News

Gay Iraqis face threat of death squads

by Hannah Clay Wareham .
Thursday Aug 20, 2009

The Human Rights Watch released a 67-page report August 17 detailing the violence and abuse suffered by gay Iraqis at the hands of death squads targeting "effeminate men."

"The most trivial details of appearance -- the length of a man's hair, the fit of his clothes -- could determine whether he lived or died," the report read.

Moqtada al-Sadr's Mahdi Army militia of Sadr City in Baghdad has been propagating fear of the "third sex" and the "feminization" of Iraqi men, encouraging militia action against those deemed "effeminate." Witnesses reported that Iraqi security forces have also participated in the massacre.

"Iraq's leaders are supposed to defend all Iraqis, not abandon them to armed agents of hate," Scott Long, director of the Lesbian, Gay, Bisexual, and Transgender Rights Program at Human Rights Watch, said in a statement August 17. "Turning a blind eye to torture and murder threatens the rights and life of every Iraqi."

The report chronicles several incidents of execution, kidnapping, and torture. It is difficult to determine the exact number of victims involved; stigma regarding sexuality keeps many Iraqi citizens silent.

While consensual sex acts among people of the same gender are not criminal offenses in Iraq, gay and lesbian Iraqis can be viewed as harmful or shameful to their families and become the victims of "honor killings," which are viewed as maintaining the honor of a family or tribe and are therefore protected by law.

"Murder and torture are no way to enforce morality," Rasha Moumneh, Middle East and North Africa researcher at Human Rights Watch, said in a statement August 17. "These killings point to the continuing and lethal failure of Iraq's post-occupation authorities to establish the rule of law and protect their citizens."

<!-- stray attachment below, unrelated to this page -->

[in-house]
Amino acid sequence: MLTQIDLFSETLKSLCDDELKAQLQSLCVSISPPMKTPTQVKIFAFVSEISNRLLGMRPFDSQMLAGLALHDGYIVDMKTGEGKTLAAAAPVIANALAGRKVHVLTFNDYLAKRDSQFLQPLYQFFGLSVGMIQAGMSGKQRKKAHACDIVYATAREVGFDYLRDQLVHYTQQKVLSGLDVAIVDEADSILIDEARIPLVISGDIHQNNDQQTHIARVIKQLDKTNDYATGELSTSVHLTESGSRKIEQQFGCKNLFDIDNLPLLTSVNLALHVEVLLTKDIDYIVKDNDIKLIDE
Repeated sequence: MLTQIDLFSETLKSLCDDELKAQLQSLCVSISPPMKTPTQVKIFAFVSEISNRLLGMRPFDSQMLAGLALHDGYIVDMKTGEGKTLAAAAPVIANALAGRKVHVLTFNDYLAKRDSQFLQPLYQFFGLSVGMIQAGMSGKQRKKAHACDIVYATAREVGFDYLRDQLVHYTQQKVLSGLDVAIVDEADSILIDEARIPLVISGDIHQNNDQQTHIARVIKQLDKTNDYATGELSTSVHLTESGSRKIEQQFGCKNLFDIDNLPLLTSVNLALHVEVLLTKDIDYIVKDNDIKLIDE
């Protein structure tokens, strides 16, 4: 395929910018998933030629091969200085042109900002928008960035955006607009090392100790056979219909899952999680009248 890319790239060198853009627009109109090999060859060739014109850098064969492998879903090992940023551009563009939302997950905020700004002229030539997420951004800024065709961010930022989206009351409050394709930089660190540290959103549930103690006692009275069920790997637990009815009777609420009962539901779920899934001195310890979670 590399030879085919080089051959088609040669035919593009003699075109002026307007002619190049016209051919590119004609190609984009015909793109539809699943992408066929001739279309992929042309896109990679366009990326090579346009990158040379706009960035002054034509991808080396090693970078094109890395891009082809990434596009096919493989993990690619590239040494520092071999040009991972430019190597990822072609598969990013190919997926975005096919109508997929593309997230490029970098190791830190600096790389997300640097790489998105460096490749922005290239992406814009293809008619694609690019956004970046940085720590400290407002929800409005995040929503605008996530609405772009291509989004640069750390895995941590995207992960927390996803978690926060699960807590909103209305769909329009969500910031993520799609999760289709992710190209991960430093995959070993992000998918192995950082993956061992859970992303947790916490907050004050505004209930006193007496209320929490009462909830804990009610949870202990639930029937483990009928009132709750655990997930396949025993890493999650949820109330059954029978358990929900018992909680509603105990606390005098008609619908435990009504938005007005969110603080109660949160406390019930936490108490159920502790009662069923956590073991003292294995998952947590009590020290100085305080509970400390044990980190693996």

Surviving and potential victims of the brutal massacre oftentimes cannot find refuge in neighboring countries, where consensual sex acts between members of the same gender can be considered criminal offenses.

Hamid (name has been changed to protect his identity) recalled in the report the last day he saw his partner. "It was late one night in early April, and they came to take my partner at his parents' home. Four armed men barged into the house, masked and wearing black. They asked for him by name; they insulted him and took him in front of his parents. All that, I heard about later from his family," Hamid said.

The body of Hamid's partner was found in the neighborhood the next day in a pile of garbage. His genitals and a piece of his throat were missing.

"Since then, I've been unable to speak properly," Hamid said. "I feel as if my life is pointless now ... For years it has just been my boyfriend and myself in that little bubble, by ourselves. I have no family now -- I cannot go back to them. I have a death warrant on me. I feel the best thing to do is just to kill myself. In Iraq, murderers and thieves are respected more than gay people."

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